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P. aeruginosa Kills Galleria mellonella (Wax Moth Caterpillar) Larvae; LD50 = 1


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Section II

Background Information on

Screening Methodology and

Rationale for Constructing the

Uni-Gene Library


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PA14

Identification of P. aeruginosa Virulence Factors

by Screening “UniGene” Library for Mutants that

do not Kill Wax Moth Caterpillars or Nematodes

Random Transposon Mutagenesis

Sequence Insertion Sites and Identify a Non-Redundant “Unigene” Set

Screen Unigene Set for Mutants that Do Not Kill C. elegans or Wax Moths

Test Mutants that Do Not Kill C. elegans in CF Mouse Model


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6 Mb

Generation of Transposon Insertion Mutations

Transposase

E. Coli

Transposon: Kanr

PA14

Select for insertions with Kanamycin


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Unigene Library:

A collection of P. aeruginosa strains

containing a disruption in each

non-essential open reading frame (ORF)

in the P. aeruginosa genome

Wild type

Mutant #1

Mutant #2


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~6 Mb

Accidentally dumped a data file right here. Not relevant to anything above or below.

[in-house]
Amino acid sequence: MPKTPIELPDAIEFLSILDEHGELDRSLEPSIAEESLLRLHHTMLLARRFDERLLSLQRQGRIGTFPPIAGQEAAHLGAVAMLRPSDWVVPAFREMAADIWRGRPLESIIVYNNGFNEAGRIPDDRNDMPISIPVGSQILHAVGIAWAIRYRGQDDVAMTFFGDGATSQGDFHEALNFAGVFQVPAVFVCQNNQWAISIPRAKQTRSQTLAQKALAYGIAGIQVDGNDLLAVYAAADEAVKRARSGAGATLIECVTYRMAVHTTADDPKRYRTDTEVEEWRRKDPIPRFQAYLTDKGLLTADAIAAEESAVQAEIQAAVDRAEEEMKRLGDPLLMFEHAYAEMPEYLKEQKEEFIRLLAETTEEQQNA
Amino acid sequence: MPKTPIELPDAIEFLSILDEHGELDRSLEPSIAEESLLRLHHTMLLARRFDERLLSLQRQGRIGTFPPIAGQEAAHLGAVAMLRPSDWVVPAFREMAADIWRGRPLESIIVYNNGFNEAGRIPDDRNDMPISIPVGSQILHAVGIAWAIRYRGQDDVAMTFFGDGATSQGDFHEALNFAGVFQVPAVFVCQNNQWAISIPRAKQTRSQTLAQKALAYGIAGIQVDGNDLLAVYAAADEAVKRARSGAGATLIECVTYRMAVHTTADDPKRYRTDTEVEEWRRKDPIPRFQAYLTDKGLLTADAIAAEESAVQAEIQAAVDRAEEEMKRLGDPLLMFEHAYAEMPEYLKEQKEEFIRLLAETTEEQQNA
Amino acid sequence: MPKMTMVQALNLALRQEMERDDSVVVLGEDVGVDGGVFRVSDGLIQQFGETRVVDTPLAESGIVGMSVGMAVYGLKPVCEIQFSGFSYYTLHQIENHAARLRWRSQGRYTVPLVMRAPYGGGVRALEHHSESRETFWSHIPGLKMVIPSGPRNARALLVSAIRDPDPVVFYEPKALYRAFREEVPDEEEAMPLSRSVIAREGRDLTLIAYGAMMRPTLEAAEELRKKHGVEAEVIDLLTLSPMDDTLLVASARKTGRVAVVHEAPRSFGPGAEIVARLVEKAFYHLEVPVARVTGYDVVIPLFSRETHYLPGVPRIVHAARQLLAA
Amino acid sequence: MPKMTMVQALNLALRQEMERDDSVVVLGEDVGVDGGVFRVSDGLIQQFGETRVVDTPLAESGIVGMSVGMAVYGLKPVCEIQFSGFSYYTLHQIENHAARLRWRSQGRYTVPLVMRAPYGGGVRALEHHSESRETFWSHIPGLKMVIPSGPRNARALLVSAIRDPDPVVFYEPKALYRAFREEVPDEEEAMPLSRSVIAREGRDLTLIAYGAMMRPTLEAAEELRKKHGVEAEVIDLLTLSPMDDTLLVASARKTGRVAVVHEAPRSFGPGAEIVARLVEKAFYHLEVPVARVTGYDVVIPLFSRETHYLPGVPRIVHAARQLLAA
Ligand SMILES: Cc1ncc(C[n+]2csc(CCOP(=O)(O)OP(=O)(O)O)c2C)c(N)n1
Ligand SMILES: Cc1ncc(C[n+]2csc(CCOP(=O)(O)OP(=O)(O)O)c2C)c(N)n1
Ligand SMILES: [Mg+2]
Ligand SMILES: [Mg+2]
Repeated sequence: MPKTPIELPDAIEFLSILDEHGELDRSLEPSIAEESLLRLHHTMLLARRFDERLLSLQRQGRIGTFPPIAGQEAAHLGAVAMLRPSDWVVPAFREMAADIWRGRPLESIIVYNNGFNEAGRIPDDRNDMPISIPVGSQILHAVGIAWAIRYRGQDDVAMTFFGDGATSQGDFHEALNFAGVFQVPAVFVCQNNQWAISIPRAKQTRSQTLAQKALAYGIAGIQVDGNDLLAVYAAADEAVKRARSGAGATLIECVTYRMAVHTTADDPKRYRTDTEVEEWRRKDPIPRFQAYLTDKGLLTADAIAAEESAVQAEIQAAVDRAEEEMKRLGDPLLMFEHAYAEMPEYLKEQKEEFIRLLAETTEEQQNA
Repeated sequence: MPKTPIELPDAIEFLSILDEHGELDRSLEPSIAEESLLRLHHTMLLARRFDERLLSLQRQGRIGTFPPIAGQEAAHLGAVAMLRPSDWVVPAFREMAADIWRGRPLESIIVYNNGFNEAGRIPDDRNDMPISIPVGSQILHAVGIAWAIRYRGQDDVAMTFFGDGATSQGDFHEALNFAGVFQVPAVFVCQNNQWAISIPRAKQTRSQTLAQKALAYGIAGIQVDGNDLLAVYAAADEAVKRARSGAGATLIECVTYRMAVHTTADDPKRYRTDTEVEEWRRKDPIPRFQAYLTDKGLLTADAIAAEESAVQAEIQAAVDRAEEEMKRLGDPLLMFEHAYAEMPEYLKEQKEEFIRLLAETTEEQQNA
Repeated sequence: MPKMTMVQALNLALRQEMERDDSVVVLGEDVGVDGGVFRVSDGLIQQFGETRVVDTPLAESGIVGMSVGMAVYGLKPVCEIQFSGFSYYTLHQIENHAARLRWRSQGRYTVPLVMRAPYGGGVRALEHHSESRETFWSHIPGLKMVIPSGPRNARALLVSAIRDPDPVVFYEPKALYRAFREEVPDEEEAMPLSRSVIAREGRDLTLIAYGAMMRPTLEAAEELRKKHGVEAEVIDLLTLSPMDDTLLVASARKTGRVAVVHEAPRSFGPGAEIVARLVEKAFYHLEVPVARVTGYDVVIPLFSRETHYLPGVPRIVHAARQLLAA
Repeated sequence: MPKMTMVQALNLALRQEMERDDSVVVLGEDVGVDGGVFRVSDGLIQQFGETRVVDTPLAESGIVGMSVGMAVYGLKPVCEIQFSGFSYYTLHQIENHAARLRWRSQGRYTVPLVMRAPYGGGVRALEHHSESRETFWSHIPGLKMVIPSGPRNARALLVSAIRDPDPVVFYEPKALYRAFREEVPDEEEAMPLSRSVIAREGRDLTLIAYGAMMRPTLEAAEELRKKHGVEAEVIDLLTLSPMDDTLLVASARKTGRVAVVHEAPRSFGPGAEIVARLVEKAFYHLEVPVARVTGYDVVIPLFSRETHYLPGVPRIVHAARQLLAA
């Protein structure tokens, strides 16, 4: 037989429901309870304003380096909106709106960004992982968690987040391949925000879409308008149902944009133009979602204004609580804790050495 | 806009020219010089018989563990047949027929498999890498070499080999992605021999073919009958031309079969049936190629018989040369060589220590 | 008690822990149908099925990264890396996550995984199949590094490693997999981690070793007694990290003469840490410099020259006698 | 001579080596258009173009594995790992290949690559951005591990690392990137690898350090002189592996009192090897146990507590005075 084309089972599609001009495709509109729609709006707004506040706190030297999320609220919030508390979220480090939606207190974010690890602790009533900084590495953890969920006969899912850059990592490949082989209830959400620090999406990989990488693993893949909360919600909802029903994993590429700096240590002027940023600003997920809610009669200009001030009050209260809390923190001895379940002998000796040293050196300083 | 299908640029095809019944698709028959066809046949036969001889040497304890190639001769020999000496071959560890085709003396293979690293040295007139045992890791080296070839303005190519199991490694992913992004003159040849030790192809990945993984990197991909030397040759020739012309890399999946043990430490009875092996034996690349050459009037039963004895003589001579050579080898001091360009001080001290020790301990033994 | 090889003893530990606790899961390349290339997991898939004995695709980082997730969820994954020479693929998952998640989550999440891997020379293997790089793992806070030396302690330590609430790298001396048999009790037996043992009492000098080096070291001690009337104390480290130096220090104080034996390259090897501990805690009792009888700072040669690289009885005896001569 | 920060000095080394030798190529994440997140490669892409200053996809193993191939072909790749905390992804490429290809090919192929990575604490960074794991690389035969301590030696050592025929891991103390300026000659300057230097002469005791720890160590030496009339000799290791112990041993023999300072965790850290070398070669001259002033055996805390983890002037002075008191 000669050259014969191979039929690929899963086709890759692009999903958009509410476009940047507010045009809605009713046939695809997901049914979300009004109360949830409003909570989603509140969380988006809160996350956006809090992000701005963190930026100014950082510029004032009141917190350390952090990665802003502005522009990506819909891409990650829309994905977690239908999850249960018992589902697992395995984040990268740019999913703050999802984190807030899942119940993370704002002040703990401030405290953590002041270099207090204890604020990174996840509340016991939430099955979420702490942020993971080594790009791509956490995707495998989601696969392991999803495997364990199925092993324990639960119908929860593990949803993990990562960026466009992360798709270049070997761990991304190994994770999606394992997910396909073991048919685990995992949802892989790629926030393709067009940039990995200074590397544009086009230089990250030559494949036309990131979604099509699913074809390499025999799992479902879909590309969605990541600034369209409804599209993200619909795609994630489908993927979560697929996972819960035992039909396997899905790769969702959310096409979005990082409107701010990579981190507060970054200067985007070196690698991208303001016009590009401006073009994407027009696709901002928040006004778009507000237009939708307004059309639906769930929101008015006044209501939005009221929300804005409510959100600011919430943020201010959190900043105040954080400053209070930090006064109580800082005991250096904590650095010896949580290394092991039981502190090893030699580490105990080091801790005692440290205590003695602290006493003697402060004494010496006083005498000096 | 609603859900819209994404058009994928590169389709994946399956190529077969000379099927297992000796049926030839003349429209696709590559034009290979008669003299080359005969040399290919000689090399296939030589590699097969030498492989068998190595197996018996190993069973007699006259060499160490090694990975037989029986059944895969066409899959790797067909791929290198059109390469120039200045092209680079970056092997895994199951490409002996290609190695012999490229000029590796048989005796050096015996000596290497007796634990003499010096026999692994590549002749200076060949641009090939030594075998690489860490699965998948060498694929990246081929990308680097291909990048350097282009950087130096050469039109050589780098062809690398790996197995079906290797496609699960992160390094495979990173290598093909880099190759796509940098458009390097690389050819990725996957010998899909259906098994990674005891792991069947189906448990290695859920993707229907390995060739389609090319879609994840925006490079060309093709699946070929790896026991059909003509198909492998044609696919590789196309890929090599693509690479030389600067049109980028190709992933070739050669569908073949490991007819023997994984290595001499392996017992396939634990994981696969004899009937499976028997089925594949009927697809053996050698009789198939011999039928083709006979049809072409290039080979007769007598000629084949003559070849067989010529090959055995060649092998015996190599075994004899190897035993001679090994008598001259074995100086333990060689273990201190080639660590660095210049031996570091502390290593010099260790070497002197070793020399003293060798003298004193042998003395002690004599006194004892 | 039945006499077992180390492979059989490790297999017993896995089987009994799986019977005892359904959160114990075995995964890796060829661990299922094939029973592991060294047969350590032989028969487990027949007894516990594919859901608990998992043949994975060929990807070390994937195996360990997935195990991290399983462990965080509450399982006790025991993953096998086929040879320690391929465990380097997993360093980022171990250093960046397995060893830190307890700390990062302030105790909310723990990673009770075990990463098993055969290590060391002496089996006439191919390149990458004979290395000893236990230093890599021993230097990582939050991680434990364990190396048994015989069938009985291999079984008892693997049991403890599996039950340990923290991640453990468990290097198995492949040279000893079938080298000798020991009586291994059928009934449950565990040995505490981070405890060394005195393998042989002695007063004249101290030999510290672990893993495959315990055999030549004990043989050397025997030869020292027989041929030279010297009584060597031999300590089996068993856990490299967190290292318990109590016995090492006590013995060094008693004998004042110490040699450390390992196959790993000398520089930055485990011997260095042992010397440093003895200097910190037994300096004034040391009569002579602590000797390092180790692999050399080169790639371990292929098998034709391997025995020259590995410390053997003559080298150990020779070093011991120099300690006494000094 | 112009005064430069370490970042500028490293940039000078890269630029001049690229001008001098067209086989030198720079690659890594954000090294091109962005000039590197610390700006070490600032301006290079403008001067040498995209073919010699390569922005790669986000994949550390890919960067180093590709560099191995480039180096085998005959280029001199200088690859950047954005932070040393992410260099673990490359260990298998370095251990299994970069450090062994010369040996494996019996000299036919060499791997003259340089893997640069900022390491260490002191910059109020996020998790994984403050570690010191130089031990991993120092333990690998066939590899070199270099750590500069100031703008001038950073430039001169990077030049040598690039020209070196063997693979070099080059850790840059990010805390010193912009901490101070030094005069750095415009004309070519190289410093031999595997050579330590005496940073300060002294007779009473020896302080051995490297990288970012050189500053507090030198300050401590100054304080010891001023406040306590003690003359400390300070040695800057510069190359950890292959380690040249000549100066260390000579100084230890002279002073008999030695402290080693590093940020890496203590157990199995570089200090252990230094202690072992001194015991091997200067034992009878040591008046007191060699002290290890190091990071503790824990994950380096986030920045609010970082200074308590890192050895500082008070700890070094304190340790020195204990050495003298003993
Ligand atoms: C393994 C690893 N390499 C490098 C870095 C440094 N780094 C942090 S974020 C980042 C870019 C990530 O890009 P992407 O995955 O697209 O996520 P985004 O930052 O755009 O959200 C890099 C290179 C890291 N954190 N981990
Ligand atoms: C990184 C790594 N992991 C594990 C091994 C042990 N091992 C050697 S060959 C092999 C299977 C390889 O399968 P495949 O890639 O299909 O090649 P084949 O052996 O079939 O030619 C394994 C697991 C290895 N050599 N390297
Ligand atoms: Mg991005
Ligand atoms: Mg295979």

Unigene Library Size

6 Mb genome

(S. cerevisiae)

4800 non-essential genes

5 fold saturation

24,000 insertions

Recovery failure

30,400 insertions


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~6 Mb

Selection of Unigene Library Mutants

30,400 insertions

Approximately 5 hits per ORF:

Choose the most 5’ disruption

within the actual coding sequence

~4800 catalogued Unigene mutants


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Advantages of Unigene Library Screening

Mutation previously identified

Limited number of mutants to screen (4800)

Non-redundant mutations

Built-in confirmation of the involvement of known pathways.

Easy to confirm the importance of the mutated gene using other mutant alleles.


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Section III

Progress Report on Uni-Gene Library

Construction and Detailed Methodology